The 875-mile XL pipeline segment from Alberta, Canada, to Steele City, NE, requires a Presidential Permit to cross the U.S.-Canadian border. The State Department must determine whether a project is in the “national Interest” before granting a Presidential Permit.

(A Presidential Permit was recently granted for the New International Trade Crossing between Detroit, MI, and Windsor, Ontario.)

WhiteHouseProtest
grist.org

White House protests in 2011 derailed the original pipeline proposal. Critics are concerned about the crude to be carried and about TransCanada's spill record.

TransCanada is currently building a separate Keystone pipeline through Oklahoma and Texas that terminates in the Texas Gulf Coast region (the Gulf Coast Project) that follows the southern portion of its previous application. The Gulf Coast Project does not require a Presidential Permit.

EPA Criticism

In her letter to two State Department officials, Giles said the agency's new draft assessment “strengthens” the 2011 analysis, but still does not go far enough.

“While we appreciate this effort, we also have several recommendations for improving the analysis and considering  additional mitigation as you move forward to complete the [National Environmental Policy Act] process,” the letter says.

The letter details requests for additional study of greenhouse gas emissions,  market analysis, pipeline safety, alternative pipeline routes, and community and environmental justice impacts.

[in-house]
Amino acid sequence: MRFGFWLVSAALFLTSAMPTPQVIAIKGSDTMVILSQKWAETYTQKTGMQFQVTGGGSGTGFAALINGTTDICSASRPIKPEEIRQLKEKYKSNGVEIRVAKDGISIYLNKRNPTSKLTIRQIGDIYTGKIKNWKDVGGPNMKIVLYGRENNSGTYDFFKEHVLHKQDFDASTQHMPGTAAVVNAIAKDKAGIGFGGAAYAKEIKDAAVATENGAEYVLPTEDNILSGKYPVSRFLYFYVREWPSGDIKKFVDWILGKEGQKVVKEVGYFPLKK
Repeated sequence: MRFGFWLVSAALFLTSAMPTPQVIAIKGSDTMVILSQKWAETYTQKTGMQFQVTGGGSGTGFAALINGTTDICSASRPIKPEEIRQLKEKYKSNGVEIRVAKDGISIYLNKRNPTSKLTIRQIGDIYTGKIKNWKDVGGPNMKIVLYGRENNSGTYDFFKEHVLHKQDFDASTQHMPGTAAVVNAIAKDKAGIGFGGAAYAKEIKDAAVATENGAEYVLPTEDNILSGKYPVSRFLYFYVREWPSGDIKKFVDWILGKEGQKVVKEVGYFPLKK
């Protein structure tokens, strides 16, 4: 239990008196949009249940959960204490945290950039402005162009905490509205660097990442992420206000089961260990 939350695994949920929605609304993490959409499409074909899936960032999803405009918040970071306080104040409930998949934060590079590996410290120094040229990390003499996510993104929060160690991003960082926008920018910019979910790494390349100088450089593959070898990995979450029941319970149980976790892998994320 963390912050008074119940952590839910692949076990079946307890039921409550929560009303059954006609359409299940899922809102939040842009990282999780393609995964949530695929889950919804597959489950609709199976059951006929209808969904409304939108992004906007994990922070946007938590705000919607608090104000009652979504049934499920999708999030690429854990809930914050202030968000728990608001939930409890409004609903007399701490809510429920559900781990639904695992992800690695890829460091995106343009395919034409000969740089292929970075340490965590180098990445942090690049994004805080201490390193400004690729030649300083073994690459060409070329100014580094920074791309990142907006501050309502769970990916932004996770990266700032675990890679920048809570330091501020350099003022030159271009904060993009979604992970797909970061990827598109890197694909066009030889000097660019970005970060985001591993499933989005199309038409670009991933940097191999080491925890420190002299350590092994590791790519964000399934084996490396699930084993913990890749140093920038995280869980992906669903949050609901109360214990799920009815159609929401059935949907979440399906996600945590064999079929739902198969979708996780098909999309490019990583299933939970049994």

SandHillsNebraska
U.S. State Department

The current route bypasses the sensitive Sand Hills region in Nebraska.

The EPA rated the State Department assessment as EO-2 (“Environmental Objections – Insufficient Information”). That is the second-worst rating on the four-point Environmental Impact scale (second only to "Environmentally Unsatisfactory") and the middle of three rankings on the adequacy of the report (between Adequate and Inadequate).

Decision Ahead

While it is rare for two agencies of the same administration to air their disputes publicly, it is the second time around for the State Department and EPA on this issue.

President Obama has changed his position on the project several times in recent years, first favoring the project, then stopping it after public protests erupted, then endorsing the southern segment of the project last year.

Cynthia Giles

EPA official Cynthia Giles said the State Department's assessment was built on "inadequate information."

Critics, including many members of Congress, have protested for years that the State Department has been lax in its oversight of the project.

A State Department spokesman said the agency would review all of the comments, including the EPA’s, “in a rigorous, transparent and efficient manner.”

Secretary of State John Kerry is expected to make a recommendation to Obama on the pipeline later this year. The President will make the final determination after that.

   

Tagged categories: Business matters; Construction; Corrosion; Enforcement; Environmental Protection; EPA; Government; Infrastructure; Oil and Gas; Pipeline; President Obama